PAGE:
Functional relationships quantifying changes in predators intake rate relative to prey density (Solomon 1949) are key elements for understanding habitat selection, food resource preferences (Mysterud and Ims 1998), food webs, and hence general predator–prey interactions (Dale et al. 1994; Barnhisel and Kerfoot 2004). Functional response measurements provide two parameters: the attack rate (instantaneous rate of food discovery) and the handling time (time required to extract and ingest food; Holling 1959). The value of these parameters can differ according to food item (Badii et al. 2004) and/or substrate types (Kuhlmann and Hines 2005). Functional responses typically inform about (1) the foraging effort necessary to balance the energy budget of a predator feeding on a given resource, (2) the threshold prey density below which sustainable foraging is compromised (Enstipp et al. 2007), and (3) foraging efficiency depending on prey type.

Accurate knowledge of functional relationships in a changing world is therefore essential for the management of threatened species (Whittingham and Markland 2002; Grémillet and Charmantier 2010). Specifically, studying functional responses can help focusing conservation efforts on the predator's most profitable prey (Rubega and Inouye 1994). Identifying and quantifying functional responses are also essential for the design of mechanistic models, which are being increasingly used to predict the responses of animal populations to environmental change (Pettifor et al. 2000; Kearney and Porter 2009; Kearney et al. 2009; Stillman and Goss-Custard 2010).

Holling's theory (Holling 1959) describes three main types of functional responses. Type I corresponds to a linear increase in intake rate with increasing food density, up to a threshold level beyond which it remains constant. Type II shows an increasing intake rate with an asymptotic form, and type III presents a sigmoid shape. According to theory, type I response is exclusive to filter feeders (Holling 1965) as they are theoretically not limited by food processing. This is explained by their ability to capture several food items simultaneously and the relative small size and immobility of their food compared with those of nonfilter feeders (Jeschke et al. 2004).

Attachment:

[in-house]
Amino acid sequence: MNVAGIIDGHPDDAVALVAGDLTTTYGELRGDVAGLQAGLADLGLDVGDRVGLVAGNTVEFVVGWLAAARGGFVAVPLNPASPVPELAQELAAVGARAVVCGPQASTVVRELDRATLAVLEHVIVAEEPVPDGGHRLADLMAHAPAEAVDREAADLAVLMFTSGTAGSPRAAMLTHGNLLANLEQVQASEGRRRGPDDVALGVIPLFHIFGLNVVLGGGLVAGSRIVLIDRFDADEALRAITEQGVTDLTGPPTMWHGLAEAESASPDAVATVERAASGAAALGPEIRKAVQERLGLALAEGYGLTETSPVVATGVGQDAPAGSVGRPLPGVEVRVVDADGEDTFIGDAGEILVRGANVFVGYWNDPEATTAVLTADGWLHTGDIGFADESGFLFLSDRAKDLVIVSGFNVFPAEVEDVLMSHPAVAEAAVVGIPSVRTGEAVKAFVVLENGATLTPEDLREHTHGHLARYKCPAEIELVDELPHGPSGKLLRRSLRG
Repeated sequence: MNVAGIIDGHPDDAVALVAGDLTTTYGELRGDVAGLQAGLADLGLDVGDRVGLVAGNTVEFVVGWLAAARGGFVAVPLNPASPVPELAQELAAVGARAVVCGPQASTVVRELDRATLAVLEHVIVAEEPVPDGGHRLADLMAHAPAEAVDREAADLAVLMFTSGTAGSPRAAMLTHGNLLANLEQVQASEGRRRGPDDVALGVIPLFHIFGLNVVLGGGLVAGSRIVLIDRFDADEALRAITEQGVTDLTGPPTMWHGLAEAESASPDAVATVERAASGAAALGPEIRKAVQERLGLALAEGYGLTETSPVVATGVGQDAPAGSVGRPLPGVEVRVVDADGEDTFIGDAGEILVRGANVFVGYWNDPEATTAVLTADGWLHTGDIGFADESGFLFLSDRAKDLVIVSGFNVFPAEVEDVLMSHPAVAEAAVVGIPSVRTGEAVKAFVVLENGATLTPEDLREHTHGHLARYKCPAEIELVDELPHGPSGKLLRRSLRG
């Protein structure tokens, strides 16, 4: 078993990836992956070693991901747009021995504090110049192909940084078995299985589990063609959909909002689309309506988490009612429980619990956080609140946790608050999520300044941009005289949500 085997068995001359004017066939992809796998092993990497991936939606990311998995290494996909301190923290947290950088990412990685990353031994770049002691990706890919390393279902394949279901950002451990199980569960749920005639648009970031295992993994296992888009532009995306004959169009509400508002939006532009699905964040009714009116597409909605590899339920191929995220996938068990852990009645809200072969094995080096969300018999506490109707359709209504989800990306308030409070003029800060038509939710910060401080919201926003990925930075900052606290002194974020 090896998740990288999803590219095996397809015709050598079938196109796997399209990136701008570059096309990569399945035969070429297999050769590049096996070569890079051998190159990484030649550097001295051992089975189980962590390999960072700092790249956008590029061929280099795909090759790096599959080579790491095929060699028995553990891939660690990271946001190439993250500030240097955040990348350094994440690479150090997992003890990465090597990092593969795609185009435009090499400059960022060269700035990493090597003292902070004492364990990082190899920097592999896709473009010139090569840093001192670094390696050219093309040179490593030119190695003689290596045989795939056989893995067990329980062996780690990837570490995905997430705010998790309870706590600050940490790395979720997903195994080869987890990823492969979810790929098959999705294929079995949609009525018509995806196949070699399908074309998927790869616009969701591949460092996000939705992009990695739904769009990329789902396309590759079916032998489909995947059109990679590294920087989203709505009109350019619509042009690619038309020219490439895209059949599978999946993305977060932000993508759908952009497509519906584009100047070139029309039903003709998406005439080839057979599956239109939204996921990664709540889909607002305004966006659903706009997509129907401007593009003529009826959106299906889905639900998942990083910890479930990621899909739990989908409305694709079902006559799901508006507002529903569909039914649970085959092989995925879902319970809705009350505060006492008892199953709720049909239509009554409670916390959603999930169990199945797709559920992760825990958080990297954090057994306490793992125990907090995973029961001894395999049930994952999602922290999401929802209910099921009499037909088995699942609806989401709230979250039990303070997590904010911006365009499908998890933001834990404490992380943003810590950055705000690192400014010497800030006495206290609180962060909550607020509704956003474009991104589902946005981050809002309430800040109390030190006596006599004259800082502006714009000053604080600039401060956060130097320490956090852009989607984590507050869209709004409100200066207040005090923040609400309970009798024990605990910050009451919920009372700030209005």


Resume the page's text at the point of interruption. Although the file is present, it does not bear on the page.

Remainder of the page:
Empirical assessments of the three types of functional responses have been subjected to detailed investigations in invertebrates (see Jeschke et al. 2004; for a review). However, for filter-feeding invertebrates, several empirical results do not support the prediction of a linear relationship between food density and food intake rate (reviewed in Jeschke et al. 2004). For instance, a type III functional response was found in Daphnia magna (Cladocera: Crustacea, Porter et al. 1983), in limnetic suspension feeders (Chowfraser and Sprules 1992) and in the burrowing shrimp (Upogebia deltaura, Lindahl and Baden 1997). However, functional responses are often difficult to assess in vertebrates filter feeders for logistic reasons, especially in large species. Such problems have, however, been overcome in a limited number of such species, yielding to definition of functional responses for fish (Ivlev 1961; Houde and Schekter 1980; Durbin and Durbin 1981; Miller et al. 1992; Lynch 2007), Common teal (Anas crecca; Arzel et al. 2007), or Minky whale (Balaenoptera acutorostrata; Smout and Lindstrom (2007). Results concluded to a type I functional response for Teal, as predicted by theory. Conversely, depending on the species a type II or III best fitted the data for fish, and a type III was found for the Minky whale.